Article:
With my own kids I had a certain rule: They weren’t allowed to say they didn’t like a particular food unless they had Actually.Tried.It. Once they had tried it, then it was alright. But irrational fears weren’t allowed. Of course, I have never considered eyeballs, gizzards, bull testicles or dried insects to be anything they would absolutely have to try. But they’ve enjoyed blood tongue sausage, grilled calves liver, eel, squid, octopus, and have butchered and eaten rabbits they’ve raised themselves, so they’re more likely to try what may be considered more adventurous dishes anyway.
My kind of meat case, at Stanley’s Market in Toledo in January 2016. The pig’s head is a staple in Polish and other cultures, particularly for the cheek meat, ears, and for making head cheese. The whole head goes for $20.
All over this country are pockets of other cultures that many consider to be a bit strange. Just in the southern Great Lakes region there’s the Mexican community east of Adrian, Michigan, and another in White County, Indiana. There are various Chinatowns in the larger cities, with other Asian and Mexican pockets in smaller cities such as Toledo, Ohio, Ann Arbor, Michigan, Lafayette, Indiana, and as far north as Grand Forks, North Dakota. Greeks and Poles are heavily represented throughout the Midwest, and the largest Muslim community in the United States is located in Dearborn, Michigan.
These are the places to find authentic cultural restaurants to help you get over your fears. Have some oxtail soup, some tacos made with beef tongue. Don’t just have the calamari, but try the squid tentacles as well. Menudo is made by hand at many of the authentic Mexican restaurants, and the tripe is cooked properly so it’s not chewy and gamey.
Soul food is a staple in the Detroit area, also referred to as Motown. Fried chicken gizzards are available in just about every soul food restaurant in the area. The preparation is so popular there’s also a GizzardFest in Potterville, Michigan, normally in early June. The Pit Stop Pantry, in a gas station between Monticello and Monon, Indiana, offers both of their popular fried gizzards and livers to travelers and truck drivers. And in Deerfield, Michigan, the first Saturday after St. Patrick’s Day, show up at the Testicle Festival for freshly cleaned-and-fried bull testicles.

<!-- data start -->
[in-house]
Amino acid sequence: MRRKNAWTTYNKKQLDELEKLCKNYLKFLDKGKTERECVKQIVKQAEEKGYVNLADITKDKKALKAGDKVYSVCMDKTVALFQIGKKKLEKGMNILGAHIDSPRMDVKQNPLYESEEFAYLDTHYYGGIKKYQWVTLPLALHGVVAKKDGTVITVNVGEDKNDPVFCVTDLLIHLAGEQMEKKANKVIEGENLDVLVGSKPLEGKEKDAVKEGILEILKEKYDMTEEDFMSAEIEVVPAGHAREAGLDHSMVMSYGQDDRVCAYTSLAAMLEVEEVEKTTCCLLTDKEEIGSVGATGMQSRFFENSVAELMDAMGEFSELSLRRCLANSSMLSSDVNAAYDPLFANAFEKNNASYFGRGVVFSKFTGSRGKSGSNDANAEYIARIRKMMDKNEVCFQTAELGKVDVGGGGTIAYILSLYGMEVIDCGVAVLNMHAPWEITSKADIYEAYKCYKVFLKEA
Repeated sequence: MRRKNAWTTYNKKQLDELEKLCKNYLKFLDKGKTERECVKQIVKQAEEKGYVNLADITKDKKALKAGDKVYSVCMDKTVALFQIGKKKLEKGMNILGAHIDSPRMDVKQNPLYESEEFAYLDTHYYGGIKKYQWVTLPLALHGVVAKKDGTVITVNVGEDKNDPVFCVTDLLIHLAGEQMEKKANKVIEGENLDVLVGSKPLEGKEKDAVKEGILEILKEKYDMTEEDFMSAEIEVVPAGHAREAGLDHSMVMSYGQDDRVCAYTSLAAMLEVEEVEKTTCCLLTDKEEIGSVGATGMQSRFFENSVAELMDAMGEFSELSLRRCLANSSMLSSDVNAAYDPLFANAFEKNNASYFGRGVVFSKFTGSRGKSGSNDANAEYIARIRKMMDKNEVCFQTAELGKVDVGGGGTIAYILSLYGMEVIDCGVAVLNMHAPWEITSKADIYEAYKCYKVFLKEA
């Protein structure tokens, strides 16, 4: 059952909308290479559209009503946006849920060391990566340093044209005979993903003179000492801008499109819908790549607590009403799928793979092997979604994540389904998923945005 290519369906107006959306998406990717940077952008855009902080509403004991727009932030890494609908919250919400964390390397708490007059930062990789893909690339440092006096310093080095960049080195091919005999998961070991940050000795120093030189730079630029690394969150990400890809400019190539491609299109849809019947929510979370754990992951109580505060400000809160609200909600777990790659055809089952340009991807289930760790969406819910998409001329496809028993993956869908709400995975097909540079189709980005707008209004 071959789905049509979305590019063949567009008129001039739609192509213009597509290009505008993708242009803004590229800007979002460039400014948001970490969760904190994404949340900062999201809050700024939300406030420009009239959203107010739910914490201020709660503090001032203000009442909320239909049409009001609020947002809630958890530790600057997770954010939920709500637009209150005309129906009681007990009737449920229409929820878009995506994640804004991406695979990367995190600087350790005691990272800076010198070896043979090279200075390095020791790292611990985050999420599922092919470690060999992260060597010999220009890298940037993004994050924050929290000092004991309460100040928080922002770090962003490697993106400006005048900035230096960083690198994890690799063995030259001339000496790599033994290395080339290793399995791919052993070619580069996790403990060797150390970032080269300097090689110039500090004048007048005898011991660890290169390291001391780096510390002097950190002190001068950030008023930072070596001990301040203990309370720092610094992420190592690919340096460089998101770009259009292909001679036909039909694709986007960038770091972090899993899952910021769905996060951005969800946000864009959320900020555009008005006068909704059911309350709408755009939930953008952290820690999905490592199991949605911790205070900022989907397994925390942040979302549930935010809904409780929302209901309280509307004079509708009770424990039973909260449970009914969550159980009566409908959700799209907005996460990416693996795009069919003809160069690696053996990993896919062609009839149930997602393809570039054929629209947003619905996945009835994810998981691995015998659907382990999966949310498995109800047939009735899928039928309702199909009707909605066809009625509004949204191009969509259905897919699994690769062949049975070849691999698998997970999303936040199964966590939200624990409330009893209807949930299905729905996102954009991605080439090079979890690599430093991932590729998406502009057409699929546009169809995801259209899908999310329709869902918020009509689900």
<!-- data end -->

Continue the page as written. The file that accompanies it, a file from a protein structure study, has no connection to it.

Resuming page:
What’s also important about these pockets of other cultures are the grocery stores and other shops that provide the families from those countries with what they need on a daily basis. For example, stinky tofu is available in Asian grocery stores if you’re into those kinds of dishes. 50 lb bags of Jasmine rice will be stacked toward the front, reach-ins will have the preserved products known as hundred-year-old eggs, jars of odd (to us) pickled vegetables will line the shelves, and freezers will contain seafood you’ve likely never seen before.
Mexican grocers will have meat cases containing different types of tripe for Menudo, beef tongue and heart, oxtail, and raw pig tails and ears. Muslim stores will have raw lamb of all varieties, some of which can be eaten raw as tartare, and the testicles of lambs and goats for various snack dishes. And Greek and other Mediterranean shops will have hearts, livers, kidneys, calves brains and a slew of other meats that any squeamish American should try.
Left: Ryan with his first squirrel, which he hunted in January 2015, and brined and fried for us. The meat was beautifully sweet and tender.
There really isn’t much difference between some of the common hunting game in the U.S. and many of the dishes served around the world. My kids have had rabbit, with one hunting squirrel and cooking it for us. Many organizations in southeast Michigan offer muskrat dinners in the Lenten season as the muskrat are approved as a fish by the local Catholic diocese. Game dinners are common throughout the entire midwest, with dinner ranging from ostrich and alligator to fried smelt, squirrel, wild boar, rattlesnake, bear, and even kangaroo.
“Nose-to-tail” is how the world eats. It’s nothing new. And you’re probably not too far away from enjoying some serious delectable dishes that only your brain is stopping you from trying. Stop your American Squeamishness. Get out there and eat for real.
Fried Chicken Gizzards and Livers
1 lb raw chicken gizzards
or 1 lb raw chicken livers
1/2 cup corn meal
2 cups flour, all purpose
1/2 gallon shortening, liquid or solid, or lard (not vegetable oil)
Drain the gizzards or liver in a colander. Pour the buttermilk into a glass dish and add the meat, ensuring the meat is completely covered. Refrigerate 24 hours.
In a large heavy pot or 3″ deep skillet, heat the oil to 350F (measured ith a thermometer), ensuring there is enough room above the oil to prevent overflow when the meat is added. Mix the flour and corn meal. Add the salt and pepper to taste, mixing completely. (Sifting together mixes it better and ensures better distribution on the met.)
To cook, shake the excess buttermilk from the meat, coat it with the flour mixture, and add it to the hot oil, making sure the meat isn’t crowded. Fry for 5 minutes or until the coating is a crisp golden brown. (With a meat thermometer, the inside temperature should be 155F.) Remove to paper towel or lint-free cloth to drain before serving.